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  • Thanks for taking the time to answer. It's "sound", but it looks like this can only work if trickValue, the function, is the same as whatever type family you're applying to m in the type signature of trick (in this case, (*3)). As far as I can see, the compiler won't help me if i have trickValue = (*4) instead. Is there any formulation where I can't do something silly like this? – Justin L. Sep 30 '15 at 8:31
  • @JustinL. I'm afraid you'll need a fully dependent language there. Either you'd have inefficient Nat representation with singletons, or you have to use unsafeCoerce and verify the correctness by other means than type system. – phadej Sep 30 '15 at 15:41
  • So sad. Well, I think I can get V from linear to work with arbitrary peano nats that I can cook up or use from singletons, but I lose the nice type lits syntax. If only there was a way to have type lits also be polymorphic like term numerical lits. thanks for your patience and help! – Justin L. Sep 30 '15 at 21:14

So, three months later, I have been going back and forth on good ways to accomplish this, but I finally settled on an actual very succinct trick that doesn't require any throwaway newtypes; it involves using a Dict from the constraints library; you could easily write a:

natDict :: KnownNat n => Proxy n -> Dict (KnownNat n)
natDict _ = Dict

triple :: KnownNat n => Proxy n -> Dict (KnownNat (n * 3))
triple p = reifyNat (natVal p * 3) $
             \p3 -> unsafeCoerce (natDict p3)

And once you get Dict (KnownNat (n * 3), you can pattern match on it to get the (n * 3) instance in scope:

case triple (Proxy :: Proxy n) of
  Dict -> -- KnownNat (n * 3) is in scope

You can actually set these up as generic, too:

addNats :: (KnownNat n, KnownNat m) => Proxy n -> Proxy m -> Dict (KnownNat (n * m))
addNats px py = reifyNat (natVal px + natVal py) $
                  \pz -> unsafeCoerce (natDict pz)

Or, you can make them operators and you can use them to "combine" Dicts:

infixl 6 %+
infixl 7 %*
(%+) :: Dict (KnownNat n) -> Dict (KnownNat m) -> Dict (KnownNat (n + m))
(%*) :: Dict (KnownNat n) -> Dict (KnownNat m) -> Dict (KnownNat (n * m))

And you can do things like:

case d1 %* d2 %+ d3 of
  Dict -> -- in here, KnownNat (n1 * n2 + n3) is in scope

I've wrapped this up in a nice library, typelits-witnesses that I've been using. Thank you all for your help!

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Your question isn't very descriptive, so I'll try my best to feel blanks:

Let's assume that Blah n is Proxy n.

I also assume that reflectNat is a way to call universally quantified (over typelevel Nat) function, using term-level natural number.

I don't know better way than writing your own reflectNat providing that

{-# LANGUAGE RankNTypes #-}
{-# LANGUAGE DataKinds #-}
{-# LANGUAGE KindSignatures #-}
{-# LANGUAGE TypeOperators #-}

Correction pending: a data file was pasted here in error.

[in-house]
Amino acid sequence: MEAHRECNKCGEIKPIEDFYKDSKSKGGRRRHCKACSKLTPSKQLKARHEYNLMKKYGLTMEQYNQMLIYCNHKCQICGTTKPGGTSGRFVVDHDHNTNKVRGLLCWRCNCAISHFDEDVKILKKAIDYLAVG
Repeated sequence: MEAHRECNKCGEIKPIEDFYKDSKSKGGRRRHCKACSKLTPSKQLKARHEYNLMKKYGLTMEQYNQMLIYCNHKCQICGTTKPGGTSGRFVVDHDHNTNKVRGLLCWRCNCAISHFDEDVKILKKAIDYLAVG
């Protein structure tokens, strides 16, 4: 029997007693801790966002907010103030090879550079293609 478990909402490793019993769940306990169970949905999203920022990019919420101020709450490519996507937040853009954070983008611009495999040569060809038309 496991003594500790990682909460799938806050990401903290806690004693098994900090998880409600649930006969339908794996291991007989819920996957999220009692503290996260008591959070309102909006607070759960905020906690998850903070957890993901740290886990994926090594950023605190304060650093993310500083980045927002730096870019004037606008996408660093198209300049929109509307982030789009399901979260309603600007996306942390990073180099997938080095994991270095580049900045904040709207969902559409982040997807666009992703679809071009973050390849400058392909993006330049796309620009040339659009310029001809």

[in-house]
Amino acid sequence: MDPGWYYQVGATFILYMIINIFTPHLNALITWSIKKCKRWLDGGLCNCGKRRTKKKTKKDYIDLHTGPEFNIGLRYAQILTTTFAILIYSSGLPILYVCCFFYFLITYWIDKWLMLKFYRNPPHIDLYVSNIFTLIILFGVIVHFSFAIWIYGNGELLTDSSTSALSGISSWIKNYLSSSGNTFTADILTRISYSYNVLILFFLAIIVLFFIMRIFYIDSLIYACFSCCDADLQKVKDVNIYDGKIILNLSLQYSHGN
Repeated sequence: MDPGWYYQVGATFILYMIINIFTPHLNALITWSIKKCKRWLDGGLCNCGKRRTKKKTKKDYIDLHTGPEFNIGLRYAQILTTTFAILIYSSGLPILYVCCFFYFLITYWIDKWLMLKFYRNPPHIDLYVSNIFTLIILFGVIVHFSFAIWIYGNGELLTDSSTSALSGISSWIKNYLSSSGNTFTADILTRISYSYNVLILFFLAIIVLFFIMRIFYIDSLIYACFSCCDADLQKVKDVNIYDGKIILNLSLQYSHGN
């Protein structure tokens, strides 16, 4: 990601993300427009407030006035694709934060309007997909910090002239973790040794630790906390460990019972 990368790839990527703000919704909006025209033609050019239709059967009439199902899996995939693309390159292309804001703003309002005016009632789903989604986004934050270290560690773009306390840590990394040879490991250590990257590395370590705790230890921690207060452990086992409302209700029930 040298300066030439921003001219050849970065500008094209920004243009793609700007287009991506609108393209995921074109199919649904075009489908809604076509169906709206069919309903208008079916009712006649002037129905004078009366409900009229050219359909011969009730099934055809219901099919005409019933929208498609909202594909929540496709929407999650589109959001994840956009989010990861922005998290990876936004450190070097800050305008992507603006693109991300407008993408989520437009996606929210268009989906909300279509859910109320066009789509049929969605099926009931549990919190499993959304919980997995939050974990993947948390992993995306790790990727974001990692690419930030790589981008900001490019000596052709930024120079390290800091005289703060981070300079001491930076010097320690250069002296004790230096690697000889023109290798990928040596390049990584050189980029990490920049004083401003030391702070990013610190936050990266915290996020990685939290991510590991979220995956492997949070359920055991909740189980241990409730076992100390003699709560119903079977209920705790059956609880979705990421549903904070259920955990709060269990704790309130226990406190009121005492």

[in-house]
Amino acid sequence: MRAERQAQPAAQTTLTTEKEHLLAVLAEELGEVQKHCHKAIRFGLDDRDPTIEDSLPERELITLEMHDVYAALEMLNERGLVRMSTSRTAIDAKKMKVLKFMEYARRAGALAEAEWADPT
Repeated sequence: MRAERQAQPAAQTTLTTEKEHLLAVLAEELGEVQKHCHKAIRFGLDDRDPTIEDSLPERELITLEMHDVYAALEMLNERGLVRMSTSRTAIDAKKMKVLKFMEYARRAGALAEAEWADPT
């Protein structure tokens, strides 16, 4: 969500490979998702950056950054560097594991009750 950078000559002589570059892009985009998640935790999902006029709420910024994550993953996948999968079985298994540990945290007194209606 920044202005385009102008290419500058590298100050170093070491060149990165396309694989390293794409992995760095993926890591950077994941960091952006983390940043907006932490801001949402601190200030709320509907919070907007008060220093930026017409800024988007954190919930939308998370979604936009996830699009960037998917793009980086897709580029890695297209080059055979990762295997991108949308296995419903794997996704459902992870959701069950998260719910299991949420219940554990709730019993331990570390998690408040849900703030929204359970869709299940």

{-# LANGUAGE ScopedTypeVariables #-}
{-# LANGUAGE FlexibleContexts #-}
import GHC.TypeLits
import Data.Proxy

data Vec a (n :: Nat) where
  Nil  :: Vec a 0
  Cons :: a -> Vec a n -> Vec a (1 + n)

vecToList :: Vec a n -> [a]
vecToList Nil = []
vecToList (Cons h t) = h : vecToList t

repl :: forall n a. KnownNat n => Proxy n -> a -> Vec a n
repl p x = undefined -- this is a bit tricky with Nat from GHC.TypeLits, but possible

foo :: forall (n :: Nat). KnownNat (1 + n) => Proxy n -> Vec Bool (1 + n)
foo _ = repl (Proxy :: Proxy (1 + n)) True

-- Here we have to write our own version of 'reflectNat' providing right 'KnownNat' instances
-- so we can call `foo`
reflectNat :: Integer -> (forall n. KnownNat (1 + n) => Proxy (n :: Nat) -> a) -> a
reflectNat = undefined

test :: [Bool]
test = reflectNat 5 $ \p -> vecToList (foo p)

Alternatively, using singletons you can use SomeSing. Then types will be different

reflectNat :: Integer -> (forall (n :: Nat). SomeSing (n :: Nat) -> a) -> a

I.e. instead of magic dict KnownNat you have concrete singleton value. Thus in foo you'd need to construct SomeSing (1 + n) explicitly, given SomeSing n -- which is quite simple.

In run-time both KnownNat dictionary and SomeSing value will be passed around carring the number value, and explicit is IMHO better in this situation.p)

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  • It looks like reflectNat's definition in reflections is basically similar (it uses unsafeCoerce), so this might be an okay road to go down :) I'll look into singletons...do you know how I'd write reflectNat in singletons fashion? Sing Nat seems to provide something that I can't pattern match on/a single constructor like Proxy, so I'm not sure how to wrangle with it. – Justin L. Sep 29 '15 at 17:40
  • Can't say about singleton-2.0 as there aren't haddocks online, but for singletons- seems that it uses SNat :: KnownNat n => Sing Nat n - so actually no difference. I was in my simple PeanoNat world :( – phadej Sep 29 '15 at 18:38